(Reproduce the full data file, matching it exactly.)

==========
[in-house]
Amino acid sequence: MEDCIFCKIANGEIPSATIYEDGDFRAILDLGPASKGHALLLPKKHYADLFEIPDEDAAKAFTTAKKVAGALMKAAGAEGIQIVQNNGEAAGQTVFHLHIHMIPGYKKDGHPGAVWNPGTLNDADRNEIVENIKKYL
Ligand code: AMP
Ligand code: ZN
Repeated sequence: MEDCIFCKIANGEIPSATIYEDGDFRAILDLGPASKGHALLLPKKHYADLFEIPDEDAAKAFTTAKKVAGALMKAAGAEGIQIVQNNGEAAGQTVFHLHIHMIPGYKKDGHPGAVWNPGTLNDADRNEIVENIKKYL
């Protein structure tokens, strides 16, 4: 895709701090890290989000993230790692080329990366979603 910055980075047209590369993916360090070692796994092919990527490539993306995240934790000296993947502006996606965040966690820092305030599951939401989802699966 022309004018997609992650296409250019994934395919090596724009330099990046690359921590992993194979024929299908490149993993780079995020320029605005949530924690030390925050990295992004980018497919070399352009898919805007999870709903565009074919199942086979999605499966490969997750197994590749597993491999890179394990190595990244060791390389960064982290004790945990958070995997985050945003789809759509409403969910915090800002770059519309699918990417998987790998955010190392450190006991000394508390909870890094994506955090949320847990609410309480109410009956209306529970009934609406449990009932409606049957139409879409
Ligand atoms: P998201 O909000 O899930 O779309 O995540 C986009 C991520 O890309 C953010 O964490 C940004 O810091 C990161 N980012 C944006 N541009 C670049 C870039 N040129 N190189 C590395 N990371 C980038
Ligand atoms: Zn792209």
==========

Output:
[in-house]
Amino acid sequence: MEDCIFCKIANGEIPSATIYEDGDFRAILDLGPASKGHALLLPKKHYADLFEIPDEDAAKAFTTAKKVAGALMKAAGAEGIQIVQNNGEAAGQTVFHLHIHMIPGYKKDGHPGAVWNPGTLNDADRNEIVENIKKYL
Ligand code: AMP
Ligand code: ZN
Repeated sequence: MEDCIFCKIANGEIPSATIYEDGDFRAILDLGPASKGHALLLPKKHYADLFEIPDEDAAKAFTTAKKVAGALMKAAGAEGIQIVQNNGEAAGQTVFHLHIHMIPGYKKDGHPGAVWNPGTLNDADRNEIVENIKKYL
């Protein structure tokens, strides 16, 4: 895709701090890290989000993230790692080329990366979603 910055980075047209590369993916360090070692796994092919990527490539993306995240934790000296993947502006996606965040966690820092305030599951939401989802699966 022309004018997609992650296409250019994934395919090596724009330099990046690359921590992993194979024929299908490149993993780079995020320029605005949530924690030390925050990295992004980018497919070399352009898919805007999870709903565009074919199942086979999605499966490969997750197994590749597993491999890179394990190595990244060791390389960064982290004790945990958070995997985050945003789809759509409403969910915090800002770059519309699918990417998987790998955010190392450190006991000394508390909870890094994506955090949320847990609410309480109410009956209306529970009934609406449990009932409606049957139409879409
Ligand atoms: P998201 O909000 O899930 O779309 O995540 C986009 C991520 O890309 C953010 O964490 C940004 O810091 C990161 N980012 C944006 N541009 C670049 C870039 N040129 N190189 C590395 N990371 C980038
Ligand atoms: Zn792209």